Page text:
On Writing(Essay) – Raymond Carver (nytimesreviewofbooks)

I had to share this great essay on writing from one of my favorite writers – Raymond Carver – great writing advice on the art of storytelling, enjoy !



February 15, 1981

A Storyteller’s Shoptalk


When I was 27, back in 1966, I found I was having trouble concentrating my attention on long narrative fiction. For a time I experienced difficulty in trying to read it as well as in attempting to write it. My attention span had gone out on me; I no longer had the patience to try to write novels. It’s an involved story, too tedious to talk about here. But I know it has much to do now with why I write poems and short stories. Get in, get out. Don’t linger. Go on. It could be that I lost any great ambitions at about the same time, in my late 20’s. If I did, I think it was good it happened. Ambition and a little luck are good things for a writer to have going for him. Too much ambition and bad luck, or no luck at all, can be killing. There has to be talent.

Some writers have a bunch of talent; I don’t know any writers who are without it. But a unique and exact way of looking at things, and finding the right context for expressing that way of looking, that’s something else. ”The World According to Garp” is of course the marvelous world according to John Irving. There is another world according to Flannery O’Connor, and others according to William Faulkner and Ernest Hemingway. There are worlds according to Cheever, Updike, Singer, Stanley Elkin, Ann Beattie, Cynthia Ozick, Donald Barthelme, Mary Robison, William Kittredge, Barry Hannah. Every great, or even every very good writer, makes the world over according to his own specifications.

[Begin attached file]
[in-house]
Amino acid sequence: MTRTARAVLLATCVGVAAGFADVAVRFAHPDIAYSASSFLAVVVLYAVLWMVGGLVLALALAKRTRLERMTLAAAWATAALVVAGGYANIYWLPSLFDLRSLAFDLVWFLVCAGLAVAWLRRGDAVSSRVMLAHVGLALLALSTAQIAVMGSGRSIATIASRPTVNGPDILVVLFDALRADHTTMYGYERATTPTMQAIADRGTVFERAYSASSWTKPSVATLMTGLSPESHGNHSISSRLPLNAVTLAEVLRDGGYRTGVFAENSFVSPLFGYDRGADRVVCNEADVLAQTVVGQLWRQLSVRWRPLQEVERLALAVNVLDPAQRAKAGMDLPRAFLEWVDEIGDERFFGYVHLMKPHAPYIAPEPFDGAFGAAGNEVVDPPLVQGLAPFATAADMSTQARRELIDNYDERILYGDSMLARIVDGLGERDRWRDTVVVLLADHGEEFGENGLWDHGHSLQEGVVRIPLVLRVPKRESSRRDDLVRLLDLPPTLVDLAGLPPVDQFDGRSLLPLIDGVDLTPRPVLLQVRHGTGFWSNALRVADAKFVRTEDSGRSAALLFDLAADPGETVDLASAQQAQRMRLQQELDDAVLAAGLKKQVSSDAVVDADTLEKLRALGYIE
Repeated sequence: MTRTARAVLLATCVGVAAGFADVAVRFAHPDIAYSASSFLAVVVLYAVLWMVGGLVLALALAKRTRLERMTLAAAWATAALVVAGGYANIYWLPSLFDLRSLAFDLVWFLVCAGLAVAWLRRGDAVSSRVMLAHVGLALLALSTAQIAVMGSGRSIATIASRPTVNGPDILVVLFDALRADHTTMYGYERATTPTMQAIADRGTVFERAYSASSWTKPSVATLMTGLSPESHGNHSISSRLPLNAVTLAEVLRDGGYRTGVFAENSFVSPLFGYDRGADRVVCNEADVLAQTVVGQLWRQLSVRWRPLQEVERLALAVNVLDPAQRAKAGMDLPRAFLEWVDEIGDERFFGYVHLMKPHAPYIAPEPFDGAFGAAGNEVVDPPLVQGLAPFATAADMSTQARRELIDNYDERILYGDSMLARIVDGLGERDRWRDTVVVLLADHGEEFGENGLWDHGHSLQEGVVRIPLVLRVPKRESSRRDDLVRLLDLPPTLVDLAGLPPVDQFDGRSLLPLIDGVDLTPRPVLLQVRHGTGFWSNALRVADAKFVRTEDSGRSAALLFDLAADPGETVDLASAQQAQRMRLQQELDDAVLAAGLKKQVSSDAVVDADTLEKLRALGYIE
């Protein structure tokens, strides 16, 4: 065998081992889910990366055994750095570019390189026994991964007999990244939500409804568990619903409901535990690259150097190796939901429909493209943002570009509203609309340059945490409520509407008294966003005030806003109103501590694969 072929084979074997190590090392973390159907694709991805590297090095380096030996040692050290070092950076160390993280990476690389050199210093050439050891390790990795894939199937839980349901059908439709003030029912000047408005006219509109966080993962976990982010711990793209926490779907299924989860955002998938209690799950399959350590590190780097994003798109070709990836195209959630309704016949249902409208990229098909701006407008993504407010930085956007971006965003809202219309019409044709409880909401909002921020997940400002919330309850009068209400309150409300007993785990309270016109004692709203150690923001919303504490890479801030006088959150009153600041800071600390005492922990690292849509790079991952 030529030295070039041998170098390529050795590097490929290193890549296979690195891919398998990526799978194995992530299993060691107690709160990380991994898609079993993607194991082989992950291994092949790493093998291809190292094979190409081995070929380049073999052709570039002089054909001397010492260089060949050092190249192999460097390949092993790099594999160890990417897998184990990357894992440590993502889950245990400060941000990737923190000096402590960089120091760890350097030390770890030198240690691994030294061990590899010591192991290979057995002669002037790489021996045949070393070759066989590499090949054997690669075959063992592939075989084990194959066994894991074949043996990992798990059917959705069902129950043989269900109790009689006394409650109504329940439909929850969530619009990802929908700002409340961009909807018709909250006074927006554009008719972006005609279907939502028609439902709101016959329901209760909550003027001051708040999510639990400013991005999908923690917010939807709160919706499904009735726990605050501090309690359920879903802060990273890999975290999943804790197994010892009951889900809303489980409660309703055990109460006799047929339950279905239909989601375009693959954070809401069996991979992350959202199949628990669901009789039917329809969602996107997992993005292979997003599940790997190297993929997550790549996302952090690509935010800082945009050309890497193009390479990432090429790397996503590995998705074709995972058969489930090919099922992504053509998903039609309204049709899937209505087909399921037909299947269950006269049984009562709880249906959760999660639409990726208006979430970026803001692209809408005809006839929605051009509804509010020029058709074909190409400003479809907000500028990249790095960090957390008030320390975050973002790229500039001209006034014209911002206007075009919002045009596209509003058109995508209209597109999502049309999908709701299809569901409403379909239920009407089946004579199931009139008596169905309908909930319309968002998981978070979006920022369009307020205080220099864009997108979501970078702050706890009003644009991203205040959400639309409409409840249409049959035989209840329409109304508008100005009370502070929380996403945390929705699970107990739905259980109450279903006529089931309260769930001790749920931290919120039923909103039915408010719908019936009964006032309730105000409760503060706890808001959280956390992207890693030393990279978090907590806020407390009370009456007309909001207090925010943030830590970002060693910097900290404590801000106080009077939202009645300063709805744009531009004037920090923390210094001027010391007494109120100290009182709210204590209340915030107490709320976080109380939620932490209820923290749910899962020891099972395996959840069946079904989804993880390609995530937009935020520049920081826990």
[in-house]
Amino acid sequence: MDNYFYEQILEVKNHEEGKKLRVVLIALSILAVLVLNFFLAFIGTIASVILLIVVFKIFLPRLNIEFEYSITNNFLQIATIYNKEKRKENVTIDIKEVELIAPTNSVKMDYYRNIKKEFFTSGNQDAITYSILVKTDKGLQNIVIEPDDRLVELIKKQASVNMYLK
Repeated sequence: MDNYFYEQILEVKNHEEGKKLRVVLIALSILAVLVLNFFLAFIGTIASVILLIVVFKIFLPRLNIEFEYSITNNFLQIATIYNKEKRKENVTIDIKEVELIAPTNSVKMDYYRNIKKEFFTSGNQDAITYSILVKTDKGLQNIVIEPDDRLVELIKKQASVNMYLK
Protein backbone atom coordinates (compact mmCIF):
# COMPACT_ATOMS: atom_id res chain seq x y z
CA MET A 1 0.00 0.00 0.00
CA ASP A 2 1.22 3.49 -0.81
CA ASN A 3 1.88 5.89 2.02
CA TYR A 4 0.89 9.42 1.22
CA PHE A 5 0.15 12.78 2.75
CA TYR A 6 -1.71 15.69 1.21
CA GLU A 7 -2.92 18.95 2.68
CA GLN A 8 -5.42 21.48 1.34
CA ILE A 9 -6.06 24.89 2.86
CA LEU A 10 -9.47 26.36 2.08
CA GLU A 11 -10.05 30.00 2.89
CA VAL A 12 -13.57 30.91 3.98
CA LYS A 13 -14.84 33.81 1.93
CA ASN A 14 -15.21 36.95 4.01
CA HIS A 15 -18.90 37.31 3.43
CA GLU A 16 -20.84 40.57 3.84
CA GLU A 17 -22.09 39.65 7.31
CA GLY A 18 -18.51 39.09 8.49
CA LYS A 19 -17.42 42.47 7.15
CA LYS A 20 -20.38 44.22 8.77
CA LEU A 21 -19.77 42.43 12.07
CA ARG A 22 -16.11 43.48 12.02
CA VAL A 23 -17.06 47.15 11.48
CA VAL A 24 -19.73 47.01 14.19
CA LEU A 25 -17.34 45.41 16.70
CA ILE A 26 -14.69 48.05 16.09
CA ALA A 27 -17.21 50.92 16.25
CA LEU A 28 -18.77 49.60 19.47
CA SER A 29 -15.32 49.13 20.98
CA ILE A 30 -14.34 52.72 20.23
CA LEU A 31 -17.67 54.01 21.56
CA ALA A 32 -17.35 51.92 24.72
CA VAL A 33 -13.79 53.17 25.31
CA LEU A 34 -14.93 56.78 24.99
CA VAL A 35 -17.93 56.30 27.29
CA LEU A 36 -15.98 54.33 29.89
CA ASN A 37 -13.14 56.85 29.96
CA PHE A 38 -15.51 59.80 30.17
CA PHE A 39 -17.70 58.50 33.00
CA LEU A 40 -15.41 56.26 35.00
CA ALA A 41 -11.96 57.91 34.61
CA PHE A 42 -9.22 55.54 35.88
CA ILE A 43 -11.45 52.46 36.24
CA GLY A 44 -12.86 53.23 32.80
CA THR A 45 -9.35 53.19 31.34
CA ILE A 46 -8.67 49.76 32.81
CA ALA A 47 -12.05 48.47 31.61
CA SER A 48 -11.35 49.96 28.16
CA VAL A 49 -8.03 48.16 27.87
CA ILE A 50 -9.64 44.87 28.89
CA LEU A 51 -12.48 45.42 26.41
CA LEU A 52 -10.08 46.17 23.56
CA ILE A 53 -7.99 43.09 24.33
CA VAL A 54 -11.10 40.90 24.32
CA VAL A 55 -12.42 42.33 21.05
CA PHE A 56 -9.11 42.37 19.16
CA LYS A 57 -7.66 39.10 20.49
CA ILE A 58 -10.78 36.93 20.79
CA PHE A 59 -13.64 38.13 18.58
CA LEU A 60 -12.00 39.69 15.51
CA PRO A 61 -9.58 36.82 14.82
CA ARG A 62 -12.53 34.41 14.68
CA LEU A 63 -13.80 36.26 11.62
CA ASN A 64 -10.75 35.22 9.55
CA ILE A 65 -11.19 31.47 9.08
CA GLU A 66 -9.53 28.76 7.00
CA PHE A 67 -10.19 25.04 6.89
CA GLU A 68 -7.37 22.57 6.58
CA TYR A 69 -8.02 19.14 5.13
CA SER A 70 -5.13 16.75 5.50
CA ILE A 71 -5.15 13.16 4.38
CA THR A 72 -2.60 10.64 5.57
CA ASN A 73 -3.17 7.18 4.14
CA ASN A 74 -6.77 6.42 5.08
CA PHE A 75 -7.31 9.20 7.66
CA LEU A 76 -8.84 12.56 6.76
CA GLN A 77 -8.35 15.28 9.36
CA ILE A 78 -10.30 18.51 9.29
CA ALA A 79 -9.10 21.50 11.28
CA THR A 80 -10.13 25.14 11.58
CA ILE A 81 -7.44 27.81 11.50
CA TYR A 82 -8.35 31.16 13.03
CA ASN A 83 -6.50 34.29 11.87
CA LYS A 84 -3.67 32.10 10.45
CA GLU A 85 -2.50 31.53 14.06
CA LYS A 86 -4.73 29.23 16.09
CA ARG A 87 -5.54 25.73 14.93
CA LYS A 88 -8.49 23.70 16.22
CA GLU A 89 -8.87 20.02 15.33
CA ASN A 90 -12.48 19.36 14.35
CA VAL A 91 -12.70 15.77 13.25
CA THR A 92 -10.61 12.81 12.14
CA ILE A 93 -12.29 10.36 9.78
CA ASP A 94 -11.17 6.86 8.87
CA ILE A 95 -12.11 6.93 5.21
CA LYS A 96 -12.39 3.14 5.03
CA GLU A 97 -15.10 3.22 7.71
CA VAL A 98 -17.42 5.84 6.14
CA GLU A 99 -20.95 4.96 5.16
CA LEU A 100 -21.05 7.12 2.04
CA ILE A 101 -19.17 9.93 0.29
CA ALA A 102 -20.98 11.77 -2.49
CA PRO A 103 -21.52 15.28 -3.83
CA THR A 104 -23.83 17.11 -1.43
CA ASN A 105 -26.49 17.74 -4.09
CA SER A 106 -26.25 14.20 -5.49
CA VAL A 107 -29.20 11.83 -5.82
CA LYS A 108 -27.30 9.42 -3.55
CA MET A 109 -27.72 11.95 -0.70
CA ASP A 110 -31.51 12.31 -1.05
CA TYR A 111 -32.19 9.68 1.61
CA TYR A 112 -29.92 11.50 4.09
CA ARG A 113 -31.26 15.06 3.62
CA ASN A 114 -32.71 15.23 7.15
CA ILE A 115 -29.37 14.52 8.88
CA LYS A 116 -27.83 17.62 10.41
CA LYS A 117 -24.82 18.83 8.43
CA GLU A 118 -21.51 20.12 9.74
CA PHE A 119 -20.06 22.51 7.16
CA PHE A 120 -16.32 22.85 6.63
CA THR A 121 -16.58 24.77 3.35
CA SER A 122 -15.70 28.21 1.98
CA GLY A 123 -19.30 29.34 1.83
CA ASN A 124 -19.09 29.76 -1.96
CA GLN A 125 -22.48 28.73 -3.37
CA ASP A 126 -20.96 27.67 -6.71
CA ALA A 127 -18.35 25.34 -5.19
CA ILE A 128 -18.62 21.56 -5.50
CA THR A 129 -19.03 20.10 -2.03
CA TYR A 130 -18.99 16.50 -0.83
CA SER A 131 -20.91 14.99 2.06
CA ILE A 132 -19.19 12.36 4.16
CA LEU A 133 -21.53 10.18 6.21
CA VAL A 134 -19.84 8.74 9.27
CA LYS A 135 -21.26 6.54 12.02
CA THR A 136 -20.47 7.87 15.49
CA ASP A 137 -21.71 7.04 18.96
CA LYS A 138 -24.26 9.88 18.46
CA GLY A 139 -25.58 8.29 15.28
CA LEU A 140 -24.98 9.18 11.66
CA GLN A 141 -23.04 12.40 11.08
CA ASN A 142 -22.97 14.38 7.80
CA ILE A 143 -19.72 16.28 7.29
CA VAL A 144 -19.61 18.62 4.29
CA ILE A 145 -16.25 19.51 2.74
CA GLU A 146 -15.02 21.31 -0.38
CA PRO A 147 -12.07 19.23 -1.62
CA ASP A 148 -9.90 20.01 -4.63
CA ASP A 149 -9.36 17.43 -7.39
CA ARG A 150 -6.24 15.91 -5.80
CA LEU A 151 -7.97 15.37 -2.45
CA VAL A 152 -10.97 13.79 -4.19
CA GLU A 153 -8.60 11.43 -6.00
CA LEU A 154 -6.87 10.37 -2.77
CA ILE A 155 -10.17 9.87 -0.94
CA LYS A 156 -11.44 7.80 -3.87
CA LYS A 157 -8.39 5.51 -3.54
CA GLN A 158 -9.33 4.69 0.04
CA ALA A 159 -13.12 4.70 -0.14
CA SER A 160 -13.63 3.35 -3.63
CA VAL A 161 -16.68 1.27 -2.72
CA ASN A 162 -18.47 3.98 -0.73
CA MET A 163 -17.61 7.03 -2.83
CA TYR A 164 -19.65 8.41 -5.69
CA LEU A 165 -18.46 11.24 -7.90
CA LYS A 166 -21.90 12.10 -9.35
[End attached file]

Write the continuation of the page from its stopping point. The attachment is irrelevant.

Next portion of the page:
It’s akin to style, what I’m talking about, but it isn’t style alone. It is the writer’s particular and unmistakable signature on everything he writes. It is his world and no other. This is one of the things that distinguishes one writer from another. Not talent. There’s plenty of that around. But a writer who has some special way of looking at things and who gives artistic expression to that way of looking: that writer may be around for a time.

Isak Dinesen said that she wrote a little every day, without hope and without despair. Someday I’ll put that on a three-by-five card and tape it to the wall beside my desk. I have some three-by-five cards on the wall now. ”Fundamental accuracy of statement is the ONE sole morality of writing.” Ezra Pound. It is not everything by ANY means, but if a writer has ”fundamental accuracy of statement” going for him, he’s at least on the right track.

I have a three-by-five up there with this fragment of a sentence from a story by Chekhov: ”… and suddenly everything became clear to him.” I find these words filled with wonder and possibility. I love their simple clarity, and the hint of revelation that is implied. There is a bit of mystery, too. What has been unclear before? Why is it just now becoming clear? What’s happened? Most of all – what now? There are consequences as a result of such sudden awakenings. I feel a sharp sense of relief – and anticipation.